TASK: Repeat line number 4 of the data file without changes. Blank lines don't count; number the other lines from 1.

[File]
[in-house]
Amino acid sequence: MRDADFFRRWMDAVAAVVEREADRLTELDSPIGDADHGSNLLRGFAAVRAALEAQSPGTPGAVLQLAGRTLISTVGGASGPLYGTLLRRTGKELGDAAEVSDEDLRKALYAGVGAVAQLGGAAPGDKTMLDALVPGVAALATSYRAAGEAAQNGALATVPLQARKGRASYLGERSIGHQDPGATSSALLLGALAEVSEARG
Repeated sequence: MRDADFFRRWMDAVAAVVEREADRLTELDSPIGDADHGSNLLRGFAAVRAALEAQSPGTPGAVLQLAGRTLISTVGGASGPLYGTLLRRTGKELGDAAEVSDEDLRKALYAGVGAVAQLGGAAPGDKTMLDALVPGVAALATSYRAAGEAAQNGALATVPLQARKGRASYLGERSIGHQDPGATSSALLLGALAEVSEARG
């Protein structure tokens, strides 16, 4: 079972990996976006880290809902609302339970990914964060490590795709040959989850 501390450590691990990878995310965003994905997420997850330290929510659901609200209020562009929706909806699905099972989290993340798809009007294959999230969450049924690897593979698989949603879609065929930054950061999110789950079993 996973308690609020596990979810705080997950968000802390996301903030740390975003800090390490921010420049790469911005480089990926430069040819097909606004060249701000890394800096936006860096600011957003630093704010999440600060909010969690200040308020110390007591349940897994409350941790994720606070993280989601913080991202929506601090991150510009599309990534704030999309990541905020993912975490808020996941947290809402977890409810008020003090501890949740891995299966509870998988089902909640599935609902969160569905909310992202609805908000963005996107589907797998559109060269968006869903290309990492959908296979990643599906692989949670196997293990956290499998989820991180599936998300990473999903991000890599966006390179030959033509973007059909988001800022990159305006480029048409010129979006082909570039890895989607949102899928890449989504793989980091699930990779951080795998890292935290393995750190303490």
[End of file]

């Protein structure tokens, strides 16, 4: 079972990996976006880290809902609302339970990914964060490590795709040959989850 501390450590691990990878995310965003994905997420997850330290929510659901609200209020562009929706909806699905099972989290993340798809009007294959999230969450049924690897593979698989949603879609065929930054950061999110789950079993 996973308690609020596990979810705080997950968000802390996301903030740390975003800090390490921010420049790469911005480089990926430069040819097909606004060249701000890394800096936006860096600011957003630093704010999440600060909010969690200040308020110390007591349940897994409350941790994720606070993280989601913080991202929506601090991150510009599309990534704030999309990541905020993912975490808020996941947290809402977890409810008020003090501890949740891995299966509870998988089902909640599935609902969160569905909310992202609805908000963005996107589907797998559109060269968006869903290309990492959908296979990643599906692989949670196997293990956290499998989820991180599936998300990473999903991000890599966006390179030959033509973007059909988001800022990159305006480029048409010129979006082909570039890895989607949102899928890449989504793989980091699930990779951080795998890292935290393995750190303490």